Suffolk police identified a woman killed by a falling tree Saturday night during a Nor'Easter that brought 60 mph winds to the area and knocked out power to thousands.

Julia Hughes, of Brooklyn,  was walking to her car after leaving a family party when a tree fell on her in front of 30 Lanier Lane in Bay Shore at approximately 8:20 p.m. Hughes was transported to Southside Hospital where she was pronounced dead.

More than 100,000 LIPA  customers are still without power. For some, power likely won't be fully restored for several days, Long Island Power Authority spokeswoman Vanessa Baird-Streeter said early Sunday.

The outages affected more than 10 percent of LIPA’s 1.1 million customers. “We have to judge the safety of our service people . . . to be elevated in a bucket truck,” she said.

LIPA had requested help from other utility companies in the region, but the companies are struggling with their own outages and said they couldn't help, she said.

Gusts on the Island reached 67 mph, said Phil Bachmann, a National Weather Service meteorologist. In Wantagh, 2.39 inches of rain fell, while the rain measured 2.37 inches in Upton from Friday night through yesterday.

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Across the Northeast, more than 500,000 customers lost power, the AP reported.

On the Long Island Rail Road, power lines on tracks canceled service on multiple branches.

A Cablevision spokesman said there were “isolated service disruptions” related to power outages. The cable supplier is the parent company of Newsday.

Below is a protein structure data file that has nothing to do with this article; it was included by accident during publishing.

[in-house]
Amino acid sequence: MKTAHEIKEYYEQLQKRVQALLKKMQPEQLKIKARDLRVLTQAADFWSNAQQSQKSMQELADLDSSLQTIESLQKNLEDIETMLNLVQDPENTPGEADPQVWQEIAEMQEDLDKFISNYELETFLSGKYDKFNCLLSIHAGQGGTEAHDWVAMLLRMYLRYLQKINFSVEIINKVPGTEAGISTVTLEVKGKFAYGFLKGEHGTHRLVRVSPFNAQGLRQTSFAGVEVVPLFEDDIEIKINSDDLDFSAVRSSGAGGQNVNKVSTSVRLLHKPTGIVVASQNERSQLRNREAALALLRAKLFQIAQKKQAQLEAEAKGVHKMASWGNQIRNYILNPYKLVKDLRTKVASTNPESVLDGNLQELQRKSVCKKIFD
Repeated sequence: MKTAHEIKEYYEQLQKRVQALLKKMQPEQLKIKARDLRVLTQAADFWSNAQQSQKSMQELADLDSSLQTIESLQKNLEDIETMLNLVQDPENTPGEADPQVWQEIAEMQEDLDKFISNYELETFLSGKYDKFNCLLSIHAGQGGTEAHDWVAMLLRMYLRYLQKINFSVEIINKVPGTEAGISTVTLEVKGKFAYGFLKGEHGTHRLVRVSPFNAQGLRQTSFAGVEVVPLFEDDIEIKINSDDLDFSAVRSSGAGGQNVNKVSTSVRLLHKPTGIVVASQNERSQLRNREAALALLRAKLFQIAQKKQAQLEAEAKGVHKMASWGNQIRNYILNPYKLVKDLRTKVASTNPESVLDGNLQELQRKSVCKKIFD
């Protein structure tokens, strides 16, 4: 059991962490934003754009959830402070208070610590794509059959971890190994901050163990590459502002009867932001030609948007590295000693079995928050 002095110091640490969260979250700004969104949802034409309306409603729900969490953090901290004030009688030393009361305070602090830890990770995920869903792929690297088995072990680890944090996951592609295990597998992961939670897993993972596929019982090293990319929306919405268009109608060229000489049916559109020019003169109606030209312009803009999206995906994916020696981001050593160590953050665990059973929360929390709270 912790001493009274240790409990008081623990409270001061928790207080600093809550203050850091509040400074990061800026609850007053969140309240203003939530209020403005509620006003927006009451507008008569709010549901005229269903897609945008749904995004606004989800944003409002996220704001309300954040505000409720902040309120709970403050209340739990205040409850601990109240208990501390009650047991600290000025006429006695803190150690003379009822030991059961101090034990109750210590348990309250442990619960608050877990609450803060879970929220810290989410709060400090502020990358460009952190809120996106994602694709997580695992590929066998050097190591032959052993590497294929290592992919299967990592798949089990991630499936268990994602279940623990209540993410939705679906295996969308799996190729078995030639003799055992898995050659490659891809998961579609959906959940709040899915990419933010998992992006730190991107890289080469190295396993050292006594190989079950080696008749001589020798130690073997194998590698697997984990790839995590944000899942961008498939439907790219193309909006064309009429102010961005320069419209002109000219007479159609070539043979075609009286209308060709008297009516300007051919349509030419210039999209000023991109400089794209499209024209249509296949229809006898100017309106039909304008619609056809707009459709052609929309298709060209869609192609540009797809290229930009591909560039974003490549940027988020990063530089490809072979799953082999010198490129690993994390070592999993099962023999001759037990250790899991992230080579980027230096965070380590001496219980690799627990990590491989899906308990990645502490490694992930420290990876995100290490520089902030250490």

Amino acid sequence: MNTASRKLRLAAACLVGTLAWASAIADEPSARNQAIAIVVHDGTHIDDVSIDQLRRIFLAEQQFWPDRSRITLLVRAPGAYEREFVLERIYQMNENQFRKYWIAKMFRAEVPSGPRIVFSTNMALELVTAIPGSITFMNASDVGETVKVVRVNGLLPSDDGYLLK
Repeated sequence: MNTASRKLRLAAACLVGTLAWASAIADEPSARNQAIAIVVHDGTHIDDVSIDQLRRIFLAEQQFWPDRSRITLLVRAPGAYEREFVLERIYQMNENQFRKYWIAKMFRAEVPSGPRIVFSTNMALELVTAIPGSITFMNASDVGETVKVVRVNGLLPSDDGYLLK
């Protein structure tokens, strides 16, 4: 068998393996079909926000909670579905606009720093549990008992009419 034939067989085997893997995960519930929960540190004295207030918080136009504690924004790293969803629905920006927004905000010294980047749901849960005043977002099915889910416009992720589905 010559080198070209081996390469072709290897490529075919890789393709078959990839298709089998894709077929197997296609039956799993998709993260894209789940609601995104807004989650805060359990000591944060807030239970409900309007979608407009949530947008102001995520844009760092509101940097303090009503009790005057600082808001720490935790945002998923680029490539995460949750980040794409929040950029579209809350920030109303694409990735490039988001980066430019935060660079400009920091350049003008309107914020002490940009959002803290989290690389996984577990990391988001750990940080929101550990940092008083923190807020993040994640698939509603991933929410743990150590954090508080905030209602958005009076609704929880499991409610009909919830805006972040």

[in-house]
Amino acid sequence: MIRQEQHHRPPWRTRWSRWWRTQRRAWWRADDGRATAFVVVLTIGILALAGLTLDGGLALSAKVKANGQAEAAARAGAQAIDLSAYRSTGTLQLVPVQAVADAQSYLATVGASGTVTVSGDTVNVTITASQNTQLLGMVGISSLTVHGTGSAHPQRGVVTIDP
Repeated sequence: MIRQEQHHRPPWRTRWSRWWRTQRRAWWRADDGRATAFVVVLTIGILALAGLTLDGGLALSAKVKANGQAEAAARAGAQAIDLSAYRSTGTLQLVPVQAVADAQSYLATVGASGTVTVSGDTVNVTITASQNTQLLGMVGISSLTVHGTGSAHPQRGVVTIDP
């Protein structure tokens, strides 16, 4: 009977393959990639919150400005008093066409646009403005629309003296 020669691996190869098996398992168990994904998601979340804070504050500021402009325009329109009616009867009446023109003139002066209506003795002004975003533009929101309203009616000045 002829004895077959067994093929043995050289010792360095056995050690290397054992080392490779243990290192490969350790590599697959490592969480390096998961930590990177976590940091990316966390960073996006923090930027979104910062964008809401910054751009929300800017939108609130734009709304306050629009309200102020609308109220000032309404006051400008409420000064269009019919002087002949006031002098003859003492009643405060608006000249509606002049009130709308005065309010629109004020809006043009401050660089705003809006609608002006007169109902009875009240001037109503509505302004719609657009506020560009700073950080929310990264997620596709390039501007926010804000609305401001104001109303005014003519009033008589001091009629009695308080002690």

Main Street in Farmingdale was closed as power poles leaned over the road and a traffic signal dangled a few feet from the pavement. In Lynbrook, winds blew part of the roof off an apartment building on Duryea Place about 6 p.m., forcing 50 people to evacuate, said Lynbrook Police Lt. James Fleming. In Long Beach, flooding closed Long Beach Road north of the bridge, police said.

In Bellmore, a tree crashed onto a house and driveway, crushing a car and puncturing the garage and dining room. Michael Giangrande said he was outside at 6 p.m. when a gust knocked the tree onto his 2002 gold Mercedes-Benz.

Storm Center

Giangrande said he and his wife were uninjured. “I hope this is the worst of it,” Giangrande said.

Linda Simmons of East Massapequa said her home, next to a canal, was surrounded by water by 9 p.m. “I’ve never seen it like this,” said Simmons, who is the relative of a Newsday employee.

Some airlines chose not to even attempt to land at New York-area airports, delaying or diverting flights, authorities said. The weather service received a report of a hurricane-speed 75-mph gust at Kennedy.

With Lizzy Nielsen